One of the greatest thrills of motorcycling is the immediacy of the experience. Improving your connection to the bike improves your ability to handle, brake and accelerate whether you’re on the road or the track. Read on to learn how you can improve the major points of contact with your motorcycle.
Sorting out ergonomics is one of the most important parts of motorcycle ownership. If your hands don’t fall in a natural position that works well for your style of bike, you won’t be comfortable, and your bike control will suffer. Likewise, if your feet aren’t secure, or you are slipping and sliding around your seat when you should be planted, you won’t be getting the most out of your bike. Upgrading just a few key points will drastically improve the quality of contact that you’re making with your bike, making you faster and safer.
Improving this can be as easy as rotating a handlebar in the clamps, or replacing it altogether. For riders with clip-ons, rotating them outward improves leverage, but increases reach. An adjustable set can offer tremendous versatility, allowing you to lower your bars for track days, then raise them back up for the ride home. Check out these from Apex Manufacturing.
Stock grips on many bikes leave a bit to be desired in terms of feel and feedback. Many companies seem to prize smooth and black for showroom appeal, and leave it to the rider to determine if they want better hand traction. Options are extensive, so spend time shopping for something that will fit your needs and pocketbook. A good set of grips like these from Renthal can help dampen vibrations, and improve feel substantially.
Adding a square foot of textured polyurethane to your motorcycle’s tank will give more positive traction, helping your support your body weight with your legs while riding, leaving your hands free to control your bike. Sliding around while hanging off feels awful, and a distracted rider isn’t smooth, and won’t be faster or safer because of it. Stomp Grip, TechSpec, and several others offer grip pads for your tank, that won’t erode your riding pants or track gear like grip tape.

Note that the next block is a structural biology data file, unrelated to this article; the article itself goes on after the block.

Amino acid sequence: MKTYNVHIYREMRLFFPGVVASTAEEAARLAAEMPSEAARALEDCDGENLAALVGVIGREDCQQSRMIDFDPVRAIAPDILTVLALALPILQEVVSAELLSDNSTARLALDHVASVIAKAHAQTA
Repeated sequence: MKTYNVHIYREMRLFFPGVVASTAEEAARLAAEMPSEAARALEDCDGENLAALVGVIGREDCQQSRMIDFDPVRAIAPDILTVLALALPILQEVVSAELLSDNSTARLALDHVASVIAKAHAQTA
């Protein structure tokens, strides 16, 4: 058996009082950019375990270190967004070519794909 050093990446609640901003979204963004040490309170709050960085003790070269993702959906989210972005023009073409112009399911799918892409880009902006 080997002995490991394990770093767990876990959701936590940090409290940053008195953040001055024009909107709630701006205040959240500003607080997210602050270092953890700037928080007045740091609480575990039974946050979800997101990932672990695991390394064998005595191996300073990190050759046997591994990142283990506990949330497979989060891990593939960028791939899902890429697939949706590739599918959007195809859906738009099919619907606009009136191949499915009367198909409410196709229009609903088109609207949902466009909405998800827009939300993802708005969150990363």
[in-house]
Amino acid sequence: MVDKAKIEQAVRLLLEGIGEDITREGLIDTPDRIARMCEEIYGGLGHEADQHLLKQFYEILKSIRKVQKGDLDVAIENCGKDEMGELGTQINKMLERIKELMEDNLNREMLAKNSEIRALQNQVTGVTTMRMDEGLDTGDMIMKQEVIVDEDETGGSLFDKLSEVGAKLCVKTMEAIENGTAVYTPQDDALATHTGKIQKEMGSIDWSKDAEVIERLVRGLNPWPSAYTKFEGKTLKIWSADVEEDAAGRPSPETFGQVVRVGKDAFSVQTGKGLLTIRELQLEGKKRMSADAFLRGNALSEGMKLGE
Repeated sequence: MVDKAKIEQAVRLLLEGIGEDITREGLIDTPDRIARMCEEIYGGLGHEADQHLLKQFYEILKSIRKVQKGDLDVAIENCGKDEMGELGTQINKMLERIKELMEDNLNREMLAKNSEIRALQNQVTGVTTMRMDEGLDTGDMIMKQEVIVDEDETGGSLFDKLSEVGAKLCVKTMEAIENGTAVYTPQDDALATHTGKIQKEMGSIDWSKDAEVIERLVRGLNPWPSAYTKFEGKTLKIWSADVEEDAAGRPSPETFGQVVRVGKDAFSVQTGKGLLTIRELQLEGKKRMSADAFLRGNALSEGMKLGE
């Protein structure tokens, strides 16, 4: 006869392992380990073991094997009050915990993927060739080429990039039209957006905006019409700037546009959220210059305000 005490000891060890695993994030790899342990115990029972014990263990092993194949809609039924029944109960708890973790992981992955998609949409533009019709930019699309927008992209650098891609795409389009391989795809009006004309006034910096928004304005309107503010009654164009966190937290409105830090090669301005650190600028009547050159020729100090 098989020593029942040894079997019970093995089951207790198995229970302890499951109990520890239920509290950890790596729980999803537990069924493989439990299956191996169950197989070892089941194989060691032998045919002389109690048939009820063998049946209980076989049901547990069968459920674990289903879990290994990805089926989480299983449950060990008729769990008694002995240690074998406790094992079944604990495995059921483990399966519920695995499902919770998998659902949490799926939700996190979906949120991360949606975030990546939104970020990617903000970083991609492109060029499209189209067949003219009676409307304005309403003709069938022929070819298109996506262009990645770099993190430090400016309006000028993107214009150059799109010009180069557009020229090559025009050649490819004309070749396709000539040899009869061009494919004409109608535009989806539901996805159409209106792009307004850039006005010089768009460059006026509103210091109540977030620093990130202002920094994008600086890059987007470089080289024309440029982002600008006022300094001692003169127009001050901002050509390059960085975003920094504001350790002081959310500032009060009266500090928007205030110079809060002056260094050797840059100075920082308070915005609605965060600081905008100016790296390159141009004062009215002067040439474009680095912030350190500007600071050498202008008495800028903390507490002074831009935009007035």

Pegs and Rearsets
Another great candidate for increasing rider-bike interface is to change your pegs. Slick pegs aren’t going to help you stay planted on your bike. Dirt riders have a vast aftermarket that caters to improving foot traction as having a slippery peg that won’t clear mud or debris is unacceptable when you spend so much time standing on them. For road-oriented riders, switching from your stock pegs to a knurled peg or (even better, an adjustable rearset with a knurled peg) gives you a chance to hook your boot into something really assuring. Also, the increased adjustability of a rearset allows the rider to fine-tune their pegs in relation to the rest of their riding position.
Even the nicest of bikes can come with lower-spec levers and limited adjustability. As bikes are designed around an imaginary average rider, we’ve got to look out for opportunities to fit our bikes to ourselves. Since so much motorcycle control is done with our hands, it’s important to have levers that you can reach and use effectively. Whether you prefer short or long levers is always subjective, but if you don’t fall into the happy medium, or want something with a wider range of adjustability/durability look into some good aftermarket levers. Folding levers add an extra amount of breakage prevention so you can make it home after a minor lowside.
What are you using to improve your relationship with your bike?